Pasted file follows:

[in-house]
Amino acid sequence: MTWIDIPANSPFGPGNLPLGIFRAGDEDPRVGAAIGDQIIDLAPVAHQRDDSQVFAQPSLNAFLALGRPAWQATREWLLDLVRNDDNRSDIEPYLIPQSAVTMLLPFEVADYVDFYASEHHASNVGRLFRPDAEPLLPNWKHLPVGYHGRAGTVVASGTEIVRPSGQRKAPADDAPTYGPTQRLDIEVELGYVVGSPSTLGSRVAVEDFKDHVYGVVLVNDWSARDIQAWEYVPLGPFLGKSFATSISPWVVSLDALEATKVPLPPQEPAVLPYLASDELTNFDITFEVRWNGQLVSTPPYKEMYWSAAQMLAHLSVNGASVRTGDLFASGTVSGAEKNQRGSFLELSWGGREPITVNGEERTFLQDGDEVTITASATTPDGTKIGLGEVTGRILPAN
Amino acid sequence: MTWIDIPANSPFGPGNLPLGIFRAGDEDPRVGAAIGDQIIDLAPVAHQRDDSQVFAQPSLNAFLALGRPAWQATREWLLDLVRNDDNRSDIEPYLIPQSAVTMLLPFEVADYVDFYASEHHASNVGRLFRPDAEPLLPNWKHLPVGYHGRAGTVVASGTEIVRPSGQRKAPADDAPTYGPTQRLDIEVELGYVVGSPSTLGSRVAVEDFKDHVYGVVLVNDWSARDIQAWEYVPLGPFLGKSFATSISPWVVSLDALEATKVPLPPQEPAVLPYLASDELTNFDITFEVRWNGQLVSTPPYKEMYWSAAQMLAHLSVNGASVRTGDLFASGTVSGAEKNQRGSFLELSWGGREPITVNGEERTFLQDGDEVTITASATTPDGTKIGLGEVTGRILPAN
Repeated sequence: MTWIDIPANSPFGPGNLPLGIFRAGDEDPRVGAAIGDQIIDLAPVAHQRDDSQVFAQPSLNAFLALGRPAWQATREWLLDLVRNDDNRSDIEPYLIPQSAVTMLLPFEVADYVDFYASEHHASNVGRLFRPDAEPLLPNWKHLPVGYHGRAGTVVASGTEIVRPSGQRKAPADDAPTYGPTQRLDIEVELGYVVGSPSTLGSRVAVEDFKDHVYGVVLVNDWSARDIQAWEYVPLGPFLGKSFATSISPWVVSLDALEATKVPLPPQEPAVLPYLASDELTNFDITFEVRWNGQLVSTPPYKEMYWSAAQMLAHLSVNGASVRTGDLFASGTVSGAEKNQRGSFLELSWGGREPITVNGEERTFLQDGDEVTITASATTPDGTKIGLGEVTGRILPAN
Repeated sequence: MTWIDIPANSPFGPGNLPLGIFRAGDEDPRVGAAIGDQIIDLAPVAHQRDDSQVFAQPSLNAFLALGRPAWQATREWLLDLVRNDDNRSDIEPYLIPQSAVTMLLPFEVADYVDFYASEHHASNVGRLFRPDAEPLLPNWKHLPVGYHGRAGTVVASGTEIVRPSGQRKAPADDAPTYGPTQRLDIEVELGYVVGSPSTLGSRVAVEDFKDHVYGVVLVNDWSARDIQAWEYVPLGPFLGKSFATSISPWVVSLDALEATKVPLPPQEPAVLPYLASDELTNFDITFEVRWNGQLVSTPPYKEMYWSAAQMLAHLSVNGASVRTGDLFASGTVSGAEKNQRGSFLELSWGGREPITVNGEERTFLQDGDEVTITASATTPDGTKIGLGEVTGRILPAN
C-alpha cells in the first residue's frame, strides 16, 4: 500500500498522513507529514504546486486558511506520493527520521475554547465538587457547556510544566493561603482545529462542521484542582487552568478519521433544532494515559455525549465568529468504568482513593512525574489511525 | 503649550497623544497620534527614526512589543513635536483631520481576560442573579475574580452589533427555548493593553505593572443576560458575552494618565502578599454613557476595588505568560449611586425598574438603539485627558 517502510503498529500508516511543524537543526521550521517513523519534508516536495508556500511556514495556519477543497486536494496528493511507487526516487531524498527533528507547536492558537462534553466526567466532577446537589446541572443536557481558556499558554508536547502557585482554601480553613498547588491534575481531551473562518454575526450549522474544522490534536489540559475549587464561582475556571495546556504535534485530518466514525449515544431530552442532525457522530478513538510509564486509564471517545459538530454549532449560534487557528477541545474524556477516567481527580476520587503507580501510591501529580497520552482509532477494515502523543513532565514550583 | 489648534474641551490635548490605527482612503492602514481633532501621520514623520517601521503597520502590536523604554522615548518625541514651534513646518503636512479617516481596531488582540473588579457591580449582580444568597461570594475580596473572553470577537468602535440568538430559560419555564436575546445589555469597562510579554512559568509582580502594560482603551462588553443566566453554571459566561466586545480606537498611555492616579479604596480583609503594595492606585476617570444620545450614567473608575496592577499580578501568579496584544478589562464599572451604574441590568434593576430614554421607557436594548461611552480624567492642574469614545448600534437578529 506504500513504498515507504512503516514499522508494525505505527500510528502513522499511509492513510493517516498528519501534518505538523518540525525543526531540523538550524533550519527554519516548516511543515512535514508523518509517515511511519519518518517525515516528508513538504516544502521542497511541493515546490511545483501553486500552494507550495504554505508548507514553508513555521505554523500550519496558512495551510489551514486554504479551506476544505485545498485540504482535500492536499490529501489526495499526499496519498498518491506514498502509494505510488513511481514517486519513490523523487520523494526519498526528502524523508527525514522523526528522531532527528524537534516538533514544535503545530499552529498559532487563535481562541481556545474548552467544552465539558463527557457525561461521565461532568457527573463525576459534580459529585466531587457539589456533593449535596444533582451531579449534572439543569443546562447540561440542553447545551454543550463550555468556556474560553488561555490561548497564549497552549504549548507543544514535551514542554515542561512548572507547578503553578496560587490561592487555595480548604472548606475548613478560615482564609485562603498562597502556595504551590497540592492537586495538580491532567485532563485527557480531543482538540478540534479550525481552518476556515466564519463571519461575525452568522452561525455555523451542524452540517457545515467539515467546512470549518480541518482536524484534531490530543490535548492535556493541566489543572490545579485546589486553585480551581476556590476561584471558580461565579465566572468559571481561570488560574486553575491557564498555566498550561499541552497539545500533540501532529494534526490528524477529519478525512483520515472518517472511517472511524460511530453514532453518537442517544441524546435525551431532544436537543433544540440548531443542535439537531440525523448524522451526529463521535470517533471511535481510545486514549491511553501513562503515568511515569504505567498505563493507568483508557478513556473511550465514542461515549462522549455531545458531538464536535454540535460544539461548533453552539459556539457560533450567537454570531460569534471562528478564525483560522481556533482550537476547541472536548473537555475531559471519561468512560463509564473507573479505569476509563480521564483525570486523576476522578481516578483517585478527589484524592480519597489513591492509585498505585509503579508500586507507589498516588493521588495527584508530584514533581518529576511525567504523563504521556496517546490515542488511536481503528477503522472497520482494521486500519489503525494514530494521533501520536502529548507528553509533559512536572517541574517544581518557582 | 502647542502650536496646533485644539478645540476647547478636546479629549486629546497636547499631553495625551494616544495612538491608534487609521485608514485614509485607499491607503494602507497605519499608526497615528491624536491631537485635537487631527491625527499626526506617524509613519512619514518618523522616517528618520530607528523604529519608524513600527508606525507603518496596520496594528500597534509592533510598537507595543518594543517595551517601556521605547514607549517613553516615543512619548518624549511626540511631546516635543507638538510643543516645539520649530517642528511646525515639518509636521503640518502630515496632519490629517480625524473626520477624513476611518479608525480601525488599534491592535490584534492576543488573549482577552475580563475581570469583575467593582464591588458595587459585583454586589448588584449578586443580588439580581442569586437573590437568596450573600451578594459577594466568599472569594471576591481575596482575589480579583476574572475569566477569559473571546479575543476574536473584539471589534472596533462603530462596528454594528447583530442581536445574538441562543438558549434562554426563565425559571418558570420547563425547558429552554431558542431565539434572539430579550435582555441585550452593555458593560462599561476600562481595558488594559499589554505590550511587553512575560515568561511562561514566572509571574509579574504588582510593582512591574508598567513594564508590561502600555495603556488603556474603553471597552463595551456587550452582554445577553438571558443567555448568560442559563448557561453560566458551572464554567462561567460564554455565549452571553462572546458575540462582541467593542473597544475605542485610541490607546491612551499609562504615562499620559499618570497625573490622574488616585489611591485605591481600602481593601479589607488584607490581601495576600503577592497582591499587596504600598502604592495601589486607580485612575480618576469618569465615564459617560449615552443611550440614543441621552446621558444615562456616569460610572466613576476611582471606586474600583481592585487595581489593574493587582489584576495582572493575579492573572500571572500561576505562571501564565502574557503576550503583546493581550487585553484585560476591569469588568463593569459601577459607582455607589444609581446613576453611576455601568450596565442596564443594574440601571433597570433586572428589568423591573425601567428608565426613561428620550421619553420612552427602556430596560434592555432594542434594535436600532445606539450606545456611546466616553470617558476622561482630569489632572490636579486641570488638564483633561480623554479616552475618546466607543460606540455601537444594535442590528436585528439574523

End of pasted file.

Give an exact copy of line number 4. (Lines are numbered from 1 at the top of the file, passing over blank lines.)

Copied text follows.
Repeated sequence: MTWIDIPANSPFGPGNLPLGIFRAGDEDPRVGAAIGDQIIDLAPVAHQRDDSQVFAQPSLNAFLALGRPAWQATREWLLDLVRNDDNRSDIEPYLIPQSAVTMLLPFEVADYVDFYASEHHASNVGRLFRPDAEPLLPNWKHLPVGYHGRAGTVVASGTEIVRPSGQRKAPADDAPTYGPTQRLDIEVELGYVVGSPSTLGSRVAVEDFKDHVYGVVLVNDWSARDIQAWEYVPLGPFLGKSFATSISPWVVSLDALEATKVPLPPQEPAVLPYLASDELTNFDITFEVRWNGQLVSTPPYKEMYWSAAQMLAHLSVNGASVRTGDLFASGTVSGAEKNQRGSFLELSWGGREPITVNGEERTFLQDGDEVTITASATTPDGTKIGLGEVTGRILPAN